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Her Majesties letter to the Turke or Grand Signior 1581. promising redresse of the disorders of Peter Baker of Ratcliffe, committed in the Levant .

ELIZABETH by the divine grace of the eternall God, of England, France and Ireland most sacred Queene, and of the most Christian faith, against all the prophaners of his most holy Name the zealous and mightie defendour, &c. To the most renowned and Emperious Caesar, Sultan Murad Can, Emperour of all the dominions of Turkie, and of all the East Monarchie chiefe above all others whosoever, most fortunate yeeres with the successe of al true happinesse. As with very great desire we wish and embrace tile love and amitie of forreine Princes, and in the same by al good dueties and meanes we seeke to be confirmed: so to us there may bee nothing more grievous and disliking, then that any thing should happen through the default of our Subjects, which any way might bring our faith and fidelitie into suspition: Although wee are not ignorant how many good princes by the like misadventure be abused, where the doings of the Subjects are imputed to the want of good government. But such matters of importance and so well approved we may not omit: such is to us the sacred estimation of our honour, and of our Christian profession, as we would the same should appeare aswell in the concluding of our promises and agreements, as in the faithful performing of the same.

The matter which by these our letters wee specially beholde, is a most injurious and grievous wrong which of late came unto our understanding, that should be done unto certaine of your subjects by certaine of our Subjects, as yet not apprehended: but with all severitie upon their apprehension they are to be awarded for the same. And as the deede in it selfe is most wicked, so is it much more intollerable, by how much it doeth infringe the credit of our faith, violate the force of our authoritie, and impeach the estimation of our word faithfully given unto your Imperiall dignitie. In which so great a disorder if wee should not manifest our hatred towardes so wicked and evil disposed persons, we might not onely most justly be reproved in the judgement of all such as truely favour Justice, but also of all Princes the patrones of right and equitie, might no lesse be condemned. That therefore considered, which of our parts is ordained in this cause which may be to the good liking of your highnesse, we are most especially to request of your Imperiall Majestie, that through the default and disorder of a sort of evill and wicked disposed persons, you wil not withdraw your gratious favour from us, neither to hinder the trafique of our Subjects, which by vertue of your highnesse sufferance, and power of your licence are permitted to trade into your dominions & countreys, or that either in their persons or goods they be prejudiced in their traveyling by land or by water, promising unto your greatnesse most faithfully, that the goods whereof your subjects by great wrong and violence have bene spoyled, shall wholy againe be restored, if either by the lives or possessions of the robbers it may any way be brought to passe: And that hereafter (as now being taught by this evill example) wee will have speciall care that none under the title of our authoritie shall be suffered to commit any the like wrongs or injuries.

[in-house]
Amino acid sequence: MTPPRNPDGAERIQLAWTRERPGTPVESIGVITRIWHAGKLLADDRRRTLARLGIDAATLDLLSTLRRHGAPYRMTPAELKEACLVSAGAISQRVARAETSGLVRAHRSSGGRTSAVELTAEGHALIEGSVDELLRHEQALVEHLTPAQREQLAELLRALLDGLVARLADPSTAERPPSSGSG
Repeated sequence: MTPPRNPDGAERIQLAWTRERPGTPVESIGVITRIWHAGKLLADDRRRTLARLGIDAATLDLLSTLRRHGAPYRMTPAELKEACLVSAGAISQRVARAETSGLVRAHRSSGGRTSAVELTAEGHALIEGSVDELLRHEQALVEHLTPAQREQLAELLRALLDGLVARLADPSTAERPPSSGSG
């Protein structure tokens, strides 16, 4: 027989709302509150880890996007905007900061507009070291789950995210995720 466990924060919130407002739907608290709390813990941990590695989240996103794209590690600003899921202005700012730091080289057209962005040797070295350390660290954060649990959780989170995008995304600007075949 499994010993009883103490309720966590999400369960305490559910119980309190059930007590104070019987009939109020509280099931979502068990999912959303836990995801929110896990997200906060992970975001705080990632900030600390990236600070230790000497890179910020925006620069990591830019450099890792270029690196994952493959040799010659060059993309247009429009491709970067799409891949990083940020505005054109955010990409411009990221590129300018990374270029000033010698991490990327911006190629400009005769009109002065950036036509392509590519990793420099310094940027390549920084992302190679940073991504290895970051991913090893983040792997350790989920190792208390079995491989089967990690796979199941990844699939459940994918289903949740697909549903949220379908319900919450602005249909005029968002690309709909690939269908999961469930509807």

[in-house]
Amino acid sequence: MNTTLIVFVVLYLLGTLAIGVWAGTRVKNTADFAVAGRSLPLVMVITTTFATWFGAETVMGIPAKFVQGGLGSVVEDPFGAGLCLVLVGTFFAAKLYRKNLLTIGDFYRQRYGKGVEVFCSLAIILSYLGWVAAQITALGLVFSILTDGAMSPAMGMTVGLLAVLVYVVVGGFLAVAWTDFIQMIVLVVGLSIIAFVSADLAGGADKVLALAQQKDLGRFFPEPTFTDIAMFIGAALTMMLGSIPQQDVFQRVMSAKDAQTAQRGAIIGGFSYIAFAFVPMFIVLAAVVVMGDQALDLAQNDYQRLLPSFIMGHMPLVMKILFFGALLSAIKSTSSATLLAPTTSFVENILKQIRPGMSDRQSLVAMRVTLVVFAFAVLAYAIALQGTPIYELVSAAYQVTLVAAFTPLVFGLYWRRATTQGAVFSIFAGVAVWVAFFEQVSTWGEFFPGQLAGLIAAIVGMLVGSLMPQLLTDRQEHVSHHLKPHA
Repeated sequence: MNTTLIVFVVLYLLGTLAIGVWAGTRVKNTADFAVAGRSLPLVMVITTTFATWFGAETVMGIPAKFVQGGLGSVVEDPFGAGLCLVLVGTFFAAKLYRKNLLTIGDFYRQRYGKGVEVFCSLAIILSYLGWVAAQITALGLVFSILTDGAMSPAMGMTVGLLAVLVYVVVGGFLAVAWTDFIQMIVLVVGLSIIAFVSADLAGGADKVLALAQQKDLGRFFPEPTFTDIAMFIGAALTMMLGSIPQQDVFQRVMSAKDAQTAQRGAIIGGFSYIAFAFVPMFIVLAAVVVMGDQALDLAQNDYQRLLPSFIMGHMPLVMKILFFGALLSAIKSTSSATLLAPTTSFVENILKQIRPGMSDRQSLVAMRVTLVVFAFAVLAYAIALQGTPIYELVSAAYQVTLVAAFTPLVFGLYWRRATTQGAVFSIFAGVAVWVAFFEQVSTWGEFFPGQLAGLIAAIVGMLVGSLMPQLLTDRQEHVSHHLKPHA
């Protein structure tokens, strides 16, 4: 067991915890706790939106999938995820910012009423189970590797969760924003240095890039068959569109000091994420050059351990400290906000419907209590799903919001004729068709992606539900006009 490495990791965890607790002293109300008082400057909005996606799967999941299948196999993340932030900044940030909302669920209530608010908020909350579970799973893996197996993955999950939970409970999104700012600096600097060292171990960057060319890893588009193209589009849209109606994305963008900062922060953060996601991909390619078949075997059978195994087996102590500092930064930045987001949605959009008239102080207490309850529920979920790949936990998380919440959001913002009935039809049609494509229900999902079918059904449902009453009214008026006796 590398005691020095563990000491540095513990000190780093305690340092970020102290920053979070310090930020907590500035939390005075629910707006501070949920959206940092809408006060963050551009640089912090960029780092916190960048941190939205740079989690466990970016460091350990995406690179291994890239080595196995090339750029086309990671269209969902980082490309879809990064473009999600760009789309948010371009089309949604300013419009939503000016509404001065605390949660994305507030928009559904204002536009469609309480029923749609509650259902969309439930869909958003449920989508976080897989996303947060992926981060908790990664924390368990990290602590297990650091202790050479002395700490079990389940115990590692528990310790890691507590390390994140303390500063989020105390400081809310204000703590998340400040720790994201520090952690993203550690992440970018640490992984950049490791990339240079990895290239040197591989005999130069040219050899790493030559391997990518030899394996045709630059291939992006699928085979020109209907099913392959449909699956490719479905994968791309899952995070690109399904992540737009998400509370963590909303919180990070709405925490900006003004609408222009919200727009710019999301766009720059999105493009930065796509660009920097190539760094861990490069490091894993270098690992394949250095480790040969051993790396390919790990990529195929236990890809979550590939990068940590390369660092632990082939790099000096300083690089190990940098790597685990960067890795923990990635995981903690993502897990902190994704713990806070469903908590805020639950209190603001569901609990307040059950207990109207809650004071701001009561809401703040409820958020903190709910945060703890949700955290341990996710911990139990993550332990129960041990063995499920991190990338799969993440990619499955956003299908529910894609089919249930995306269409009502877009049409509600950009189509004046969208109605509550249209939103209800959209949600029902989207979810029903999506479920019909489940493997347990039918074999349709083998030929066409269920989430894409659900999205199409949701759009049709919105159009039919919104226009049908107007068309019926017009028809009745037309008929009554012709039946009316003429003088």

Neither they which have committed these evil parts had any power under your highnesse safeconduct graunted unto our subjects, but from some other safeconduct, whether it were true or fained, we knowe not, or whether they bought it of any person within the government of Marseils: but under the colour thereof they have done that, which the trueth of our dealing doeth utterly abhorre. Notwithstanding howsoever it be, wee will surely measure their evill proceedings with most sharpe and just correction, and that it shall repent them of the impeachment of our honours, as also if shalbe an example of our indignation, that others may dread at all times to commit the like offence. Wherefore that our amitie might be continued, as if this unfortunate hap had never chanced, and that the singuler affection of our Subjects towardes your Imperiall Majestie vowed, and dayly more and more desired, might be conserved and defended, we thereunto do make our humble suite unto your greatnesse : And for so great goodnesse towardes us and our people granted, doe most humbly pray unto the Almightie creatour of heaven and earth, ever to maintaine and keepe your most renowmed Majestie in all happinesse and prosperitie.

Dated at our palace of Greenewich the 26. of June, Anno 1581.

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